Back in the day when writers were king, Elaine's was the place for book parties. That's how I first came there, to celebrate new publications by George Plimpton, Kurt Vonnegut. Bunches of us cabbed over from director Robert Altman's memorial service at Radio City Music Hall, to hang out and reminisce with his widow Kathryn, with actors who all cherished the memory of working with him, Lily Tomlin and Marisa Berenson among them. Everybody loves Elaine's (to echo the title of a book about her legendary restaurant) for these memories of a bygone era, now officially marked by Elaine Kaufman's passing.
More recently, Patrick McMullan had a gathering there with all the tables pushed aside and banquettes set up for lounging. The downtown Warholians came uptown to Elaine's. Bobby Zarem entertained clients there and I remember stopping by the table chatting with James Franco at a time when he was offered the script of On the Road, in a previous incarnation, before the project went to Walter Salles to direct. One night I snapped a shot of Elaine with Michele Lee showing off a ring, a gift from Elaine. The place was as important for industry updates, as it was home to Elaine's friends.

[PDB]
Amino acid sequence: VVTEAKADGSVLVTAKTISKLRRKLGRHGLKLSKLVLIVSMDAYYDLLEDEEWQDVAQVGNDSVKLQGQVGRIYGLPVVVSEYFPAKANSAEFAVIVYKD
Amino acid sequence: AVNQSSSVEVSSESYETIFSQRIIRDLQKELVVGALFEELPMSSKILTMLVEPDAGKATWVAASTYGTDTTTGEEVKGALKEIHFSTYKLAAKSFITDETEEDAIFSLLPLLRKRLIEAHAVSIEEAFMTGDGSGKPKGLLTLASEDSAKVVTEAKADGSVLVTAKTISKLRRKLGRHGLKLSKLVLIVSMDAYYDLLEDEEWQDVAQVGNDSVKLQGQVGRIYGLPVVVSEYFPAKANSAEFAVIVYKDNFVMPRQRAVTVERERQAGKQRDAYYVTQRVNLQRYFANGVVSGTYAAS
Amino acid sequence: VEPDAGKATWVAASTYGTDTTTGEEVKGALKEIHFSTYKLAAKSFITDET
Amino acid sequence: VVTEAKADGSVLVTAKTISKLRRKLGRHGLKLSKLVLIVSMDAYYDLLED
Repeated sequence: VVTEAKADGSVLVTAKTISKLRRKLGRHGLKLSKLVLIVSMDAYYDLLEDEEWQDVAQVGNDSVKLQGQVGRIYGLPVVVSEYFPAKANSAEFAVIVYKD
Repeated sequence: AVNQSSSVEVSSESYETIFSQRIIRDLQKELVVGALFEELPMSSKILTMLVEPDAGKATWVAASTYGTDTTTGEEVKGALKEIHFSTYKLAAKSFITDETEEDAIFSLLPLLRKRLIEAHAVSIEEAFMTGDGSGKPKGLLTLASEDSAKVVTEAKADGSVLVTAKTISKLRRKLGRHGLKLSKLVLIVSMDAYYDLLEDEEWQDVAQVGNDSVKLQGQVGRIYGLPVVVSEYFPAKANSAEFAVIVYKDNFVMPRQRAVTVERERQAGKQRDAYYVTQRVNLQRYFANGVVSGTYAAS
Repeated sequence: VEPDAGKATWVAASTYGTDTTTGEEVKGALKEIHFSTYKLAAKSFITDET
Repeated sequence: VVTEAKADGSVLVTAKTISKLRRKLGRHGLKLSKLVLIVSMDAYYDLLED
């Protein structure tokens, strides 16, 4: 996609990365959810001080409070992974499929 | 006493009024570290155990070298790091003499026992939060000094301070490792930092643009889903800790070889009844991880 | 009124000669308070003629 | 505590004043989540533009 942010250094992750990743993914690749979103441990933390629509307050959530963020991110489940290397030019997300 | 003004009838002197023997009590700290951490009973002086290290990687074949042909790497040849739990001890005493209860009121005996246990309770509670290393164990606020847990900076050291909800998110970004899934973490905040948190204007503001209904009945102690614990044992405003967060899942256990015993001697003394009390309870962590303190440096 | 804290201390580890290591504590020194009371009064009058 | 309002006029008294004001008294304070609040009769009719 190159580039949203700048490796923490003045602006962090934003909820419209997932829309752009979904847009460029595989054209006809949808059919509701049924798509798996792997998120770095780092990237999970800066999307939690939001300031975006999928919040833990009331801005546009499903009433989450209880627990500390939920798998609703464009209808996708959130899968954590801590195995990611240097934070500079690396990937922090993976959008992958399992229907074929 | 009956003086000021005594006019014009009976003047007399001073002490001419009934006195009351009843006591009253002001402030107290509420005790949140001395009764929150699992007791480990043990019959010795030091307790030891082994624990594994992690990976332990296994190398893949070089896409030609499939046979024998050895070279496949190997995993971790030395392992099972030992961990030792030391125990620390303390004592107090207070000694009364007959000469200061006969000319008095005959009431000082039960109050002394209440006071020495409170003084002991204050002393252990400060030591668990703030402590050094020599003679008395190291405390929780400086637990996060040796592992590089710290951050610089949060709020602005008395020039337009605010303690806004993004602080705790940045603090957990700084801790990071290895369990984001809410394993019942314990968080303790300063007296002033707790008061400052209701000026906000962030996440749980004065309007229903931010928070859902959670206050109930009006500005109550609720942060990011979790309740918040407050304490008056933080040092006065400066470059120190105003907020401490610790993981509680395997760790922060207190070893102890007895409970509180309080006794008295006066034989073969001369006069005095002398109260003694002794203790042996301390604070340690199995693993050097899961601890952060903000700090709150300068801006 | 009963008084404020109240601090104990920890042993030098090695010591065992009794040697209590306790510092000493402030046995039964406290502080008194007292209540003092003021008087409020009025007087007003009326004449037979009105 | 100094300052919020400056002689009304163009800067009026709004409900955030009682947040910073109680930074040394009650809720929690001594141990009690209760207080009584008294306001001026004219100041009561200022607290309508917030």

On a random night, Elaine would be there, a grand pasha. She loved my pal Roger Friedman who always had his birthday there, and she would send over a special cake, a special bottle of bubbly. Or course she was generous, but most memorable was her rancor. Seeing stragglers work the room, she would caution them against sitting unless dinner was ordered at once. I'm told she could be violent, expelling offenders to Second Avenue, but I never saw her that way.
For me, the bark was worse than the bite. She pegged me with her owl eyes to make sure I knew the score. She cautioned me against toasting with a glass of water. That's bad luck, she instructed. The glass had to contain something intoxicating, some brew. And one night I made the mistake of asking her what was good. The veal chop she said without missing a beat-insisting upon the most expensive item on that night's menu, one that would ensure its place around a person's heart when eaten before bedtime. Insulting her, I ordered “Dani's salad” an antipasto salad I named for a French journalist who used to ask it: fresh arugula, cheese and salami, a meal that I thought would be less heavy for 'round midnight. Winking, the waiter knew exactly what I wanted. I wish I had ordered the veal chop. Even as she scolded me, there was always a friendly edge. While the food could be merely okay, the nourishment was always great.